Archive : Coventry Factory Is First Leyland Casualty


The first casualty of British Leyland’s review of manufacturing facilities will be a factory in Dunbar Avenue, Coventry, the smallest of three in the area pro- ducing engines for the Austin Morris division. It employs 250 workers. They have been told work will be transferred to the main engine works in Courthouse Green and to the other works in Dunbar Avenue.

The company said wherever possible new jobs will be found. Leyland is negotiating with the motor unions about further closures, but both sides have agreed to keep details confidential to avoid rumours. Pat Lowry, former director of the Engineering Employers’ Federation who was recently appointed Leyland’s industrial relations chief, is playing a key role. There is considerable conjecture in Coventrv about the future of another group factory, Pressed Steel Fisher, in Quinton Road.

The labour force there has been reduced in the past year by several hundred to about 300. Only Morris 1000 Traveller bodies are now built there, and these have to be transported to Cowley, near Oxford, for assembly. Leyland has announced the phasing out of the Morris 1000 saloon before the end of the year, and though no decision has been announced on the Traveller version, its life is likely to be limited. The Austin Morris division is she heart of the old B.M.C. empire and potentially Leyland’s biggest earner.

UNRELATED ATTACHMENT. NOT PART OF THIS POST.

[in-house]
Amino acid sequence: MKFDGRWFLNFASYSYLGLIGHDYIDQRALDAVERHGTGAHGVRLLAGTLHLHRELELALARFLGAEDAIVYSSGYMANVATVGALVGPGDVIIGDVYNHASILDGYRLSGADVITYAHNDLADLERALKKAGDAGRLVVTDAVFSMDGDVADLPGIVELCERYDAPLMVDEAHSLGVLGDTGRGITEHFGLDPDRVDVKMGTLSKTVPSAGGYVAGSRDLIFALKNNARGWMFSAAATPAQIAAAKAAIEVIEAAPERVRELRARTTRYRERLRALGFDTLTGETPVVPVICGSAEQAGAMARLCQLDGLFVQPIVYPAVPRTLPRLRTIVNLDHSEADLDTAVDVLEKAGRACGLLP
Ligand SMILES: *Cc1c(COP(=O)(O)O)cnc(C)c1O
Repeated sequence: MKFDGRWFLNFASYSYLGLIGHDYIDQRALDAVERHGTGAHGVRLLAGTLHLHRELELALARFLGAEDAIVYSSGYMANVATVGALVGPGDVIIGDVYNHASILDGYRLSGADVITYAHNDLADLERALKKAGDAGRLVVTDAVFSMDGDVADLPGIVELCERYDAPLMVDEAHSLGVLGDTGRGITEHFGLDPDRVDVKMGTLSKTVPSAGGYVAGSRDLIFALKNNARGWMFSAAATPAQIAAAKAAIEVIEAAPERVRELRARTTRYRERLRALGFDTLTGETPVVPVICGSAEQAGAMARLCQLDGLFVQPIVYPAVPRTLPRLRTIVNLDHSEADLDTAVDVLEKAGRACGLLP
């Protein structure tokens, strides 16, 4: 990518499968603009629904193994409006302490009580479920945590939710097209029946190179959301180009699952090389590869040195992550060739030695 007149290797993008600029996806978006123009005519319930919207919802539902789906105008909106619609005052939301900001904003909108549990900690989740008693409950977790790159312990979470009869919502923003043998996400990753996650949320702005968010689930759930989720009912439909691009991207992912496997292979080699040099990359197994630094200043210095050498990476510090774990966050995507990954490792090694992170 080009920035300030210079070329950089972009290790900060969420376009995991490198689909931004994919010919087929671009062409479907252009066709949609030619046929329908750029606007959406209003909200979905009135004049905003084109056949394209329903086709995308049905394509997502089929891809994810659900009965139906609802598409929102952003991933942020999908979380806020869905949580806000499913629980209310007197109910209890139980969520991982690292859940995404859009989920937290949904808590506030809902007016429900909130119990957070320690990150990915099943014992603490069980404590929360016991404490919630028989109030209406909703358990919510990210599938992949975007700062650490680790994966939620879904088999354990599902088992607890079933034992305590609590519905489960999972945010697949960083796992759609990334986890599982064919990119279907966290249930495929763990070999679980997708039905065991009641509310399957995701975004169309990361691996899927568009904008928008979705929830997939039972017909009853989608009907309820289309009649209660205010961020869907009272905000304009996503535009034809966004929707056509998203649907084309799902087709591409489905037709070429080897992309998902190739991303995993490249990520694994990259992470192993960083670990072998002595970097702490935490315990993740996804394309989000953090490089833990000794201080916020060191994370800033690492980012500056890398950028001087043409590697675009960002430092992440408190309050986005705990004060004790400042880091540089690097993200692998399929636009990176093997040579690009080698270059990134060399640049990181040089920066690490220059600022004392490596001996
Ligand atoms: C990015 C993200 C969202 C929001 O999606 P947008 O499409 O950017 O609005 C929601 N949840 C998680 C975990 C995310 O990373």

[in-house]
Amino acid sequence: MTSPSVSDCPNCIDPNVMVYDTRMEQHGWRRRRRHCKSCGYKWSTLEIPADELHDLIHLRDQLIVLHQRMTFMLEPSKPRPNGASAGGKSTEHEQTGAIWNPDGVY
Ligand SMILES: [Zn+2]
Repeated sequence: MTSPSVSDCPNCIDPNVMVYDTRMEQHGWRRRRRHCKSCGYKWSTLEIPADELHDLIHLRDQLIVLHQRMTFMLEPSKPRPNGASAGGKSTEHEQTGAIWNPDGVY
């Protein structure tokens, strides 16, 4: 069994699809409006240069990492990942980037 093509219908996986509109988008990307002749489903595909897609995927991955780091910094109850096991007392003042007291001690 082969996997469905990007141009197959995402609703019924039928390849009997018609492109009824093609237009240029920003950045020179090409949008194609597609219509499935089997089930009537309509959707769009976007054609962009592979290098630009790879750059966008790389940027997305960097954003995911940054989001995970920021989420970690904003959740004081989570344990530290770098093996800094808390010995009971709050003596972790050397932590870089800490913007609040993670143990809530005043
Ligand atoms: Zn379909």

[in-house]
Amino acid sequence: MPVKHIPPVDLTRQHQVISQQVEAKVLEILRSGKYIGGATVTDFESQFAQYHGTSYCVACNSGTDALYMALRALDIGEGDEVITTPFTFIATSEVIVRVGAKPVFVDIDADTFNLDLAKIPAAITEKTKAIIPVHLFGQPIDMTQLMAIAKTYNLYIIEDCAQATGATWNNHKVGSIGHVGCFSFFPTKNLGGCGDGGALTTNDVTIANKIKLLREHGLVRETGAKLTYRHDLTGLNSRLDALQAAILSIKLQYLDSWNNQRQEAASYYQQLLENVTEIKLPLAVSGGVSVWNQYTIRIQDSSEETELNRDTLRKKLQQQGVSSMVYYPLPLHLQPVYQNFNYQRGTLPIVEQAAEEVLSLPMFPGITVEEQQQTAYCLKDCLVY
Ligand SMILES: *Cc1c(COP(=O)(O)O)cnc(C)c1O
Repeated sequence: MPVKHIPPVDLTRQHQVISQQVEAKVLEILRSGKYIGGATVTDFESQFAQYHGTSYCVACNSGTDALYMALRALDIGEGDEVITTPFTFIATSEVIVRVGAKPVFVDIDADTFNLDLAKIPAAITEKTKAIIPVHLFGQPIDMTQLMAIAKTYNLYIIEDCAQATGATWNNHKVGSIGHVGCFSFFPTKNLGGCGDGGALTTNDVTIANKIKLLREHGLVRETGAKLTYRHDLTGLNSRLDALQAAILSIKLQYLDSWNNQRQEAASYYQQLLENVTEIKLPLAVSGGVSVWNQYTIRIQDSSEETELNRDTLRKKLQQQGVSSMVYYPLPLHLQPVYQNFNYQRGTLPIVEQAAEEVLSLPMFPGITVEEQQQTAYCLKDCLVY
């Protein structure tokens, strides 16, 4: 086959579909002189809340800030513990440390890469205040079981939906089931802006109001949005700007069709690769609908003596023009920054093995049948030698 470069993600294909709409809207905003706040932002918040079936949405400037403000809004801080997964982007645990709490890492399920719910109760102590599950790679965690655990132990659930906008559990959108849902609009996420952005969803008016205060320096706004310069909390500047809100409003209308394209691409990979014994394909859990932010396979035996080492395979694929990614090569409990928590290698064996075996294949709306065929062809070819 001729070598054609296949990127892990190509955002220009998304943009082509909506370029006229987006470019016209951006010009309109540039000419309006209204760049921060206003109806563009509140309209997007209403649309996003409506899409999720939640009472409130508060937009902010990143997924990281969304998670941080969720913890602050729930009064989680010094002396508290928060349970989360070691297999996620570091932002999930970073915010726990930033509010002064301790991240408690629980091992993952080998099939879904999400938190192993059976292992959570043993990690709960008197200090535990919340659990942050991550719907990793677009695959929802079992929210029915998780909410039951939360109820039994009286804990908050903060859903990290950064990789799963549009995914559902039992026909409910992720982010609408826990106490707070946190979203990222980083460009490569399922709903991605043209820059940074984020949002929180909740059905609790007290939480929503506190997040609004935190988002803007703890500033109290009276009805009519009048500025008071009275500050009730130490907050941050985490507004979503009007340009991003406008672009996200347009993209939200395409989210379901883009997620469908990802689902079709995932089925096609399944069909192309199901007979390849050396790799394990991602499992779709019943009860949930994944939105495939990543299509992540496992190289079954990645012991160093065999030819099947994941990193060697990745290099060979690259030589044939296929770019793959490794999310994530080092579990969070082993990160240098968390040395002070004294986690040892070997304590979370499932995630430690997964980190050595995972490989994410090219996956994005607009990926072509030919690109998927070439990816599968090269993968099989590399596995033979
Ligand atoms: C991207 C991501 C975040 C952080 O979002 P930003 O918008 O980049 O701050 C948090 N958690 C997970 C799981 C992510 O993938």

It is clearly ripe for further rationalization, the division’s plants are scattered about the Midlands. Some are equipped with outdated machinery and often duplicate work done more profitably elsewhere. A major problem is the cost of transporting bodies and other components to the main assembly plants at Longbridge, Birmingham and Cowley.

“We are paying out enormous sums to carry bodies, which after all are just big steel boxes containing air”. an executive said.

Improving the situation will necessarily involve Pressed Steel Fisher, which is Europe’s biggest car body builder and manufactures all Leyland bodies. It has plants at Cowley, Birmingham, Coventry, Llanelli and Swindon.

Keith Adams
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  1. The factory closed was Morris Engines No.3 plant at the southern end of Durbar Avenue – the buildings still exist as Durbar Industrial Estate.

    • Also the home to U Fit a double glazing company that briefly rose to fame as The Armstrongs a TV series focusing on the unique management style of its owners.

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